A currency pair is the quotation of two different currencies, with the value of one currency being quoted against the other. The first listed currency of a currency pair is called the base currency, and the second currency is called the quote currency.
Currency pairs compare the value of one currency to another—the base currency (or the first one) versus the second, or the quote currency. It indicates how much of the quote currency is needed to purchase one unit of the base currency.
For example, in the currency pair EUR/USD, EUR is the base currency and USD is the quote currency. If EUR/USD is trading at 1.20, that means 1 Euro can be exchanged for 1.20 US dollars.
Currency pairs are often used in forex (foreign exchange) trading, where traders attempt to profit from the fluctuations in the relative value of pairs. The most frequently traded currency pairs are called the “Majors” and they include pairs like EUR/USD, USD/JPY, GBP/USD, USD/CHF, AUD/USD, and USD/CAD.
Example of a Currency Pair
Let’s consider the currency pair EUR/USD, one of the most frequently traded pairs in the forex market.
As mentioned, in the currency pair EUR/USD, EUR is the base currency and USD is the quote currency. The value of the pair indicates how many U.S. dollars (the quote currency) are needed to purchase one euro (the base currency).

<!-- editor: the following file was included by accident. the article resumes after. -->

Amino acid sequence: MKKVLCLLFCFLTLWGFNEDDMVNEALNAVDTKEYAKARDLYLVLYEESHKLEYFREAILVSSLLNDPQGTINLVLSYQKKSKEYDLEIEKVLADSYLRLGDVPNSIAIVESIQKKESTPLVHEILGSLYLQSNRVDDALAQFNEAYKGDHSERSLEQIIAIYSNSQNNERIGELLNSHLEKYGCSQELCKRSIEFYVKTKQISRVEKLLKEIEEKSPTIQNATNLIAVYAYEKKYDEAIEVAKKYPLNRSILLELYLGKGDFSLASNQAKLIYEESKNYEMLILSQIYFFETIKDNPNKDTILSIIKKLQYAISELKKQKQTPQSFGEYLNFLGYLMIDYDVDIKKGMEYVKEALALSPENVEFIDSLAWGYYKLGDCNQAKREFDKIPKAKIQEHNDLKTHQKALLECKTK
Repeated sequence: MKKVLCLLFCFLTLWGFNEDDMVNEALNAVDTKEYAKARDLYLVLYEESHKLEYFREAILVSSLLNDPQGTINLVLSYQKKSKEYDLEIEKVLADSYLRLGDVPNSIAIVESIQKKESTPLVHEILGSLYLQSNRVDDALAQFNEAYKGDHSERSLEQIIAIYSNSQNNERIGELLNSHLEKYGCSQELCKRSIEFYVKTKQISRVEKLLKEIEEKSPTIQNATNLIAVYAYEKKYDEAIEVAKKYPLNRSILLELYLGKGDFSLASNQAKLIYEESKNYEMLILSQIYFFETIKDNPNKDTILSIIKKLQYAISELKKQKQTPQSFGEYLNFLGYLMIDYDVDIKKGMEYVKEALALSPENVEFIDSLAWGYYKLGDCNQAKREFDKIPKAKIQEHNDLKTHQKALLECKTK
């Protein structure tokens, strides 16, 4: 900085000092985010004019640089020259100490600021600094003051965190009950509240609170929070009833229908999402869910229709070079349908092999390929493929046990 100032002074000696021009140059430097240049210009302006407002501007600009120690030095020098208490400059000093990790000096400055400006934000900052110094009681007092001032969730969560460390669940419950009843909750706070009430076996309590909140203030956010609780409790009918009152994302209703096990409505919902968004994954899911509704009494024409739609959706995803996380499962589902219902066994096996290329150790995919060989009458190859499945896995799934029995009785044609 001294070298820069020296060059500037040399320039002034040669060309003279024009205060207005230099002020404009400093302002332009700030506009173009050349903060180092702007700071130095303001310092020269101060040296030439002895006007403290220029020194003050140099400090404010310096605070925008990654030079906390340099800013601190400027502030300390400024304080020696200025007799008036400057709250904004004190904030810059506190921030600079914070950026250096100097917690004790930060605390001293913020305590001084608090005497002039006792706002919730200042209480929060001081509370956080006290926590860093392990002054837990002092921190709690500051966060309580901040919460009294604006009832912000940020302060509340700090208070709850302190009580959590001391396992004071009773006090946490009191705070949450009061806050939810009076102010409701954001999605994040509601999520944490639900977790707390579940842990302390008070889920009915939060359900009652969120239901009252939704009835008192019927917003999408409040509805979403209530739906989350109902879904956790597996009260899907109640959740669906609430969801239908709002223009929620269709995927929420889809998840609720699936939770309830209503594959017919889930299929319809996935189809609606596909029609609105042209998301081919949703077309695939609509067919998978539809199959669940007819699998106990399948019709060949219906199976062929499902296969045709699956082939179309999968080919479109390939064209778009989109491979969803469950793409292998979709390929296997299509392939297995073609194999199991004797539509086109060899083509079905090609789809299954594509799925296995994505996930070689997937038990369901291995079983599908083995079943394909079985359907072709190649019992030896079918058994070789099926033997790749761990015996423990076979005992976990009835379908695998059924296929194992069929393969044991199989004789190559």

For example, if the EUR/USD pair is trading at 1.20, that means you need $1.20 to buy one euro.
Now, let’s say a forex trader believes that the euro is going to appreciate against the U.S. dollar. The trader could buy the EUR/USD pair at 1.20. If the euro does appreciate and the EUR/USD pair increases to 1.25, the trader could sell the pair at this higher rate. For every euro the trader initially bought, they would now get $1.25, making a profit from the change in exchange rate.
On the other hand, if the euro depreciates and the EUR/USD pair decreases to 1.15, then the trader would make a loss if they sell at this rate. They would only get $1.15 for every euro they initially bought for $1.20.
It’s important to note that forex trading can be risky, as exchange rates can fluctuate rapidly and unpredictably due to a wide range of factors. These include economic indicators, geopolitical events, changes in interest rates, and market sentiment. Therefore, it’s recommended to thoroughly understand the risks and mechanics of forex trading before getting involved.